Long time, no post. No worries though, there are new tasks and new thoughts associated with them. Here's a couple.
First is a general problem associated with build systems. For some reason, it appears that dependency resolution and build/package/deploy scripting always get mixed up in build systems. I'm creating one now for a large Java system and the fact is that all the available tools and styles leave me unsatisfied.
A system that is basic might include dependencies persisted into the source tree (libraries etc committed) with ant scripting. This is functional but for systems with multiple modules, like the one I'm working with, it results in either a lack of fine-grained library control, or library clashes, or library redundancies - all of which are maintenance inefficiences. At the ant level you would either end up with a large complicated ant file that is hard to maintain or you would have many sub-build files which may have redundancy
A system that is more "modern" would use maven for dependency resolution and build, but the problem as I see it is that while you eliminate the operational inefficiency associated with library placement you add a large maintenance inefficiency in that you were already using a source control system and now you have a fair bit of work to do to maintain your maven repository as well, in order to back up your dependency declarations. Further, scripting the actual compilation and packaging of your artifacts can be done in maven but is not elegant, to my eyes.
I have heard that ivy+ant can help, but as ivy is built on maven repositories to meet declared dependencies there is still the maintenance cost of maintaining a repository, and scripting the build in ant reduces the problem at minimum to the cost incurred in the basic build system.
Which all leaves me honestly feeling as though from a pure dependency resolution and artifact production perspective that the basic system with libraries in the source tree and ant scripting for artifact production is still the global optimum for build systems. That just can't be the case, can it? I'd love to hear otherwise.
The only saving grace I'm aware of with maven is that there are enough value-adding plugins (e.g. IDE configuration generators, static analysis tools) that maven proponents assert the value of a maven system is large enough globally to overcome the local added costs of maintaining the repository. While I will grant that there are a large number of value-adding plugins, I'm not convinced that the same value couldn't be captured with what I would wager is a simpler system substituting like ant tasks for those maven plugins.
The internal debate goes on, though I am committed to using maven for the system. At the least I will come out of this with a thorough understanding of exactly how maven will work on a large project because we are certainly destined to find out.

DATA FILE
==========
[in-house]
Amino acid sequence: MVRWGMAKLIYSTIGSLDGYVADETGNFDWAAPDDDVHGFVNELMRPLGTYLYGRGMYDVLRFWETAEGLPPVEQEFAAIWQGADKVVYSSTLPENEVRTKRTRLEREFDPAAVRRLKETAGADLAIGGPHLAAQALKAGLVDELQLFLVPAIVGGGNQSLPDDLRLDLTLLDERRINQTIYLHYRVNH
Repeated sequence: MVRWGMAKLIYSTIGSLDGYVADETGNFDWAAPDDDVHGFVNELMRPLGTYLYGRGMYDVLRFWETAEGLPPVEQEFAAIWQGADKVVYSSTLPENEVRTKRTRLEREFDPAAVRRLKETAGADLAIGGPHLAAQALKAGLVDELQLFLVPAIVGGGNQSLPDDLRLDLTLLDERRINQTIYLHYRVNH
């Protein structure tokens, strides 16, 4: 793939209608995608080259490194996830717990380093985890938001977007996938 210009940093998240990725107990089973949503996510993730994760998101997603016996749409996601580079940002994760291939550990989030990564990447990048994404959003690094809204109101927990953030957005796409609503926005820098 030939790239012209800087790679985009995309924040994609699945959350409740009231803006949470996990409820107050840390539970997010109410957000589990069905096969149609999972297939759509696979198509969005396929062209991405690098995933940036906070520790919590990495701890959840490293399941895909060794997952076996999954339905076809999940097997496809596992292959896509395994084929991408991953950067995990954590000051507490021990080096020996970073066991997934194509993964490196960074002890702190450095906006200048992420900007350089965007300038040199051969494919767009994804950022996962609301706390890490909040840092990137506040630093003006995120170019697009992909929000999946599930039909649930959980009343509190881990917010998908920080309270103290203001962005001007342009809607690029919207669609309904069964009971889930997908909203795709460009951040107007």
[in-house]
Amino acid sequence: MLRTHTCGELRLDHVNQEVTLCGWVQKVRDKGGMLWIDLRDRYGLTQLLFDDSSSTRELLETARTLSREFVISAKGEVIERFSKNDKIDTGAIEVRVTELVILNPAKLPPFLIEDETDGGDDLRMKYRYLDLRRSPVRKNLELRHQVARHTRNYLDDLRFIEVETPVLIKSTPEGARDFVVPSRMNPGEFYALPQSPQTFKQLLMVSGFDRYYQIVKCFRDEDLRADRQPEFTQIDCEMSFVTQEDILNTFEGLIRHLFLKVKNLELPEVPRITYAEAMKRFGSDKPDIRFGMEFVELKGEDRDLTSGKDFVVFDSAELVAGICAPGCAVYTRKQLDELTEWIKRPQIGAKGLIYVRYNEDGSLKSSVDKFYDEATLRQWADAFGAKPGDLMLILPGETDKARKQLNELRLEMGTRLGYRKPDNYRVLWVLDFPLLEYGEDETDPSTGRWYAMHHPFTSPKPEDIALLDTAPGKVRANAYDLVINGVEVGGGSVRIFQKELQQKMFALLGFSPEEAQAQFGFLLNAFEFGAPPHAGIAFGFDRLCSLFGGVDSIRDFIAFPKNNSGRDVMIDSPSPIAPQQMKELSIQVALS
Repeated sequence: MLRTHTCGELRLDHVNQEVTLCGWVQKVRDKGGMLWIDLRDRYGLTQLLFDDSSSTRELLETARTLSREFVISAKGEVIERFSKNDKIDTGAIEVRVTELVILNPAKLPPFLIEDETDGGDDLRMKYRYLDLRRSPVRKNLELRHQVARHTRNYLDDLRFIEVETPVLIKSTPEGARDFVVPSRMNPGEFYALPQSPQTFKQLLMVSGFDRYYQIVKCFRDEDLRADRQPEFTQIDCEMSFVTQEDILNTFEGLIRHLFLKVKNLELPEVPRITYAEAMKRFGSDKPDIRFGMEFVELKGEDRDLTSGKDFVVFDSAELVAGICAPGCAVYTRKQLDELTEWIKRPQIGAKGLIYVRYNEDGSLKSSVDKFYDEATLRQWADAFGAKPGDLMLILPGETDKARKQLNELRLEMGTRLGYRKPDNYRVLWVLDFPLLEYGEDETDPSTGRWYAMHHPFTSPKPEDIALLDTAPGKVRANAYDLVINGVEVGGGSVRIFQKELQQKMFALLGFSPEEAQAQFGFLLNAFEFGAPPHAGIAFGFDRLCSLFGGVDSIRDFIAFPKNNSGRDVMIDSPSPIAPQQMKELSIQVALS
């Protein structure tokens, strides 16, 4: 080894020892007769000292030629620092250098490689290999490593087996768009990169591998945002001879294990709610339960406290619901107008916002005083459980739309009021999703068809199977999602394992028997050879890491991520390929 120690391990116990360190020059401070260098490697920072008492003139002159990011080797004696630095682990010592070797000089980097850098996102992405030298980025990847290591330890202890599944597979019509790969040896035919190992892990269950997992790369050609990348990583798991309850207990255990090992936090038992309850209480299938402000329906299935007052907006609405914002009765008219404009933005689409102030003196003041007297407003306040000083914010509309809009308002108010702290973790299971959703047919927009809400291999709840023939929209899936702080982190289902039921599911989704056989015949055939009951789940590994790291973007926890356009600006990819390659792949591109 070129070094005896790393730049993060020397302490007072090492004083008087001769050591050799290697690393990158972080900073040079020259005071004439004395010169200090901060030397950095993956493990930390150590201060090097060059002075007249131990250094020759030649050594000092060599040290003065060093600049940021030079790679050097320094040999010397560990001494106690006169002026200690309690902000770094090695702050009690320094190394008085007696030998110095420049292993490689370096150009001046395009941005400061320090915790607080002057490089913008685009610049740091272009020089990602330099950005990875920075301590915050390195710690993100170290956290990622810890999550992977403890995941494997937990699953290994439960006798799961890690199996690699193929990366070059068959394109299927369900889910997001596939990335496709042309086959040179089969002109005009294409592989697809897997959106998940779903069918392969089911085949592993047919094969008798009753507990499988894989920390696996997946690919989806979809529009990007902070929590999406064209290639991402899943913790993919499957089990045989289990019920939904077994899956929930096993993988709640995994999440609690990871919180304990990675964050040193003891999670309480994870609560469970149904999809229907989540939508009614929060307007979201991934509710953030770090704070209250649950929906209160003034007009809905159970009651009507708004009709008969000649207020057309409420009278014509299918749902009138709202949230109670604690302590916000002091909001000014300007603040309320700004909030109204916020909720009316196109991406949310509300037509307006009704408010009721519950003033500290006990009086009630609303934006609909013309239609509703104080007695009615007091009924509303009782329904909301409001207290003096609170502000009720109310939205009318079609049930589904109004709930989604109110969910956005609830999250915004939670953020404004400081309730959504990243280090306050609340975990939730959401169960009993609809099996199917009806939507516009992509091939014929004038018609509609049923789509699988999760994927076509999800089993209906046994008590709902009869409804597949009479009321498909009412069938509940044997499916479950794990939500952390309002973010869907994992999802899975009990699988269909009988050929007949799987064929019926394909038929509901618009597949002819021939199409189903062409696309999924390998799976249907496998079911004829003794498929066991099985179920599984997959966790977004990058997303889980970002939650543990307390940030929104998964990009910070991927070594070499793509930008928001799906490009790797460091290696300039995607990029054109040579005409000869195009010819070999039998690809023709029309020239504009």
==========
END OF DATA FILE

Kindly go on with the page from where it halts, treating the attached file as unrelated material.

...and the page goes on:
One other thing I have an ongoing interest in is the general problem of how to efficiently complete tasks where more than one person could do parts of the task, and in general more than one type of specialized skill must be used to complete the task.
I've been watching articles on lean engineering, agile, scrum and XP flow by for a while, and I think something between a pull-based lean system and agile/scrum models how a highly skilled team works, while introspection on the real things that drive such a system would perhaps formalize (and make more efficient) how this realistic team works. That makes a little formal thought around the ideas useful, and I just recently read a great article that does so here:
The idea I see there is a generalization of a "bucket brigade" work team style to any production need, and then a refocus of that style to a specific application of software feature development, mapping in the lean and agile processes where necessary to communicate the idea. It appears it might work.
One thing I'm curious about though is that it appears the work style counts on the links in a chain being fixed - e.g. this one type of skill (or skill overlap) is always needed for this stream of tasks. In reality a stream of tasks is typically much less uniform and contains individual tasks that need a variety of skills (or skill overlaps) - never quite the same set twice in a row. I'm not sure how you would handle that, or even if it is handleable in a general work flow design like that.
Perhaps for each unique set of skills you'd have a different feature brigade, and just hope that in reality there was a finite number of linkages required and that exercising them didn't result in over-utilization of a resource shared between multiple brigades? Unfortunately, this seems to match reality frequently as well. It shouldn't be too hard to reduce the multiple chains to a single slightly branching chain though and still get the inventory/capacity alarms that a kanban board will give you while maintaining flexibility around the skills required for a given task.
Either way, if there is potential to have smooth high-velocity feature development it should be examined, and this is article definitely has some ideas I'd like to incorporate.